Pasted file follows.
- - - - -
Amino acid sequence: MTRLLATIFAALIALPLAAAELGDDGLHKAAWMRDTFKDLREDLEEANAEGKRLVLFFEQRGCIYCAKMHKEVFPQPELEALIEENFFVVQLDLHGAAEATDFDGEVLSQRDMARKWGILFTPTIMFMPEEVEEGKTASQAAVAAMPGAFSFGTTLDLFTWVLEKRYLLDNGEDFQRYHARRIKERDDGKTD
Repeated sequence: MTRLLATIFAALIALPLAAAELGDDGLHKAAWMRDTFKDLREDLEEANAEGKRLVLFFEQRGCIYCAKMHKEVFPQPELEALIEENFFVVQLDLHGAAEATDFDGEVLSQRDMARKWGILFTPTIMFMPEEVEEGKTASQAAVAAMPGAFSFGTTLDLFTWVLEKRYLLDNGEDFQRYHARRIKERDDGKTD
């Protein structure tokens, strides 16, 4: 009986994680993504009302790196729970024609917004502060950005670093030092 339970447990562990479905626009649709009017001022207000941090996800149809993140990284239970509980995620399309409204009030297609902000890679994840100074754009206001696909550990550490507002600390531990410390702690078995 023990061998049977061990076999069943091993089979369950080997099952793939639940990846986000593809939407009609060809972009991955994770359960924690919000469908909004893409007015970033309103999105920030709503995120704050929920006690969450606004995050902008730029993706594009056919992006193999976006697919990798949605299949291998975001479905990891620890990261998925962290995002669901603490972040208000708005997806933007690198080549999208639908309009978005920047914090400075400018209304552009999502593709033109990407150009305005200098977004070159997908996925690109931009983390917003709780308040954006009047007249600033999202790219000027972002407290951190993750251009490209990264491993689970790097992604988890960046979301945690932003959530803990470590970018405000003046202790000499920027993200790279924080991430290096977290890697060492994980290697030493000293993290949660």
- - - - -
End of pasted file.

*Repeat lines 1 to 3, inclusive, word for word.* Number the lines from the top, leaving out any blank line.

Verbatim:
Amino acid sequence: MTRLLATIFAALIALPLAAAELGDDGLHKAAWMRDTFKDLREDLEEANAEGKRLVLFFEQRGCIYCAKMHKEVFPQPELEALIEENFFVVQLDLHGAAEATDFDGEVLSQRDMARKWGILFTPTIMFMPEEVEEGKTASQAAVAAMPGAFSFGTTLDLFTWVLEKRYLLDNGEDFQRYHARRIKERDDGKTD
Repeated sequence: MTRLLATIFAALIALPLAAAELGDDGLHKAAWMRDTFKDLREDLEEANAEGKRLVLFFEQRGCIYCAKMHKEVFPQPELEALIEENFFVVQLDLHGAAEATDFDGEVLSQRDMARKWGILFTPTIMFMPEEVEEGKTASQAAVAAMPGAFSFGTTLDLFTWVLEKRYLLDNGEDFQRYHARRIKERDDGKTD
């Protein structure tokens, strides 16, 4: 009986994680993504009302790196729970024609917004502060950005670093030092 339970447990562990479905626009649709009017001022207000941090996800149809993140990284239970509980995620399309409204009030297609902000890679994840100074754009206001696909550990550490507002600390531990410390702690078995 023990061998049977061990076999069943091993089979369950080997099952793939639940990846986000593809939407009609060809972009991955994770359960924690919000469908909004893409007015970033309103999105920030709503995120704050929920006690969450606004995050902008730029993706594009056919992006193999976006697919990798949605299949291998975001479905990891620890990261998925962290995002669901603490972040208000708005997806933007690198080549999208639908309009978005920047914090400075400018209304552009999502593709033109990407150009305005200098977004070159997908996925690109931009983390917003709780308040954006009047007249600033999202790219000027972002407290951190993750251009490209990264491993689970790097992604988890960046979301945690932003959530803990470590970018405000003046202790000499920027993200790279924080991430290096977290890697060492994980290697030493000293993290949660």